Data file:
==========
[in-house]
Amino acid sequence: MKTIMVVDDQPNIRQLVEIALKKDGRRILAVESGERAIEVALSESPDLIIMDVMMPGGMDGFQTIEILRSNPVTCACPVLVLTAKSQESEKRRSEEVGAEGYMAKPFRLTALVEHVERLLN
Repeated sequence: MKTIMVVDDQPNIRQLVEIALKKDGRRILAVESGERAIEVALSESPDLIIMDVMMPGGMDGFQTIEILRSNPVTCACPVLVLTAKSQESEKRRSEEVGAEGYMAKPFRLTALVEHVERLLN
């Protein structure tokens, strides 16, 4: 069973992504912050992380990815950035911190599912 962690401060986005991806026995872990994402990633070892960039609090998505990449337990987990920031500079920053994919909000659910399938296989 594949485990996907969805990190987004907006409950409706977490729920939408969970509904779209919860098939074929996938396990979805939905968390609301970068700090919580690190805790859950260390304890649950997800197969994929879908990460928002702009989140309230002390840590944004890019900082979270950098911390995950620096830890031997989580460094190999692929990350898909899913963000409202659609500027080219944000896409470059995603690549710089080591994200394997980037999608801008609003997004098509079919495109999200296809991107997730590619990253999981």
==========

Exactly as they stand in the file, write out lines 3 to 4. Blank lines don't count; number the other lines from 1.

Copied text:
Repeated sequence: MKTIMVVDDQPNIRQLVEIALKKDGRRILAVESGERAIEVALSESPDLIIMDVMMPGGMDGFQTIEILRSNPVTCACPVLVLTAKSQESEKRRSEEVGAEGYMAKPFRLTALVEHVERLLN
């Protein structure tokens, strides 16, 4: 069973992504912050992380990815950035911190599912 962690401060986005991806026995872990994402990633070892960039609090998505990449337990987990920031500079920053994919909000659910399938296989 594949485990996907969805990190987004907006409950409706977490729920939408969970509904779209919860098939074929996938396990979805939905968390609301970068700090919580690190805790859950260390304890649950997800197969994929879908990460928002702009989140309230002390840590944004890019900082979270950098911390995950620096830890031997989580460094190999692929990350898909899913963000409202659609500027080219944000896409470059995603690549710089080591994200394997980037999608801008609003997004098509079919495109999200296809991107997730590619990253999981």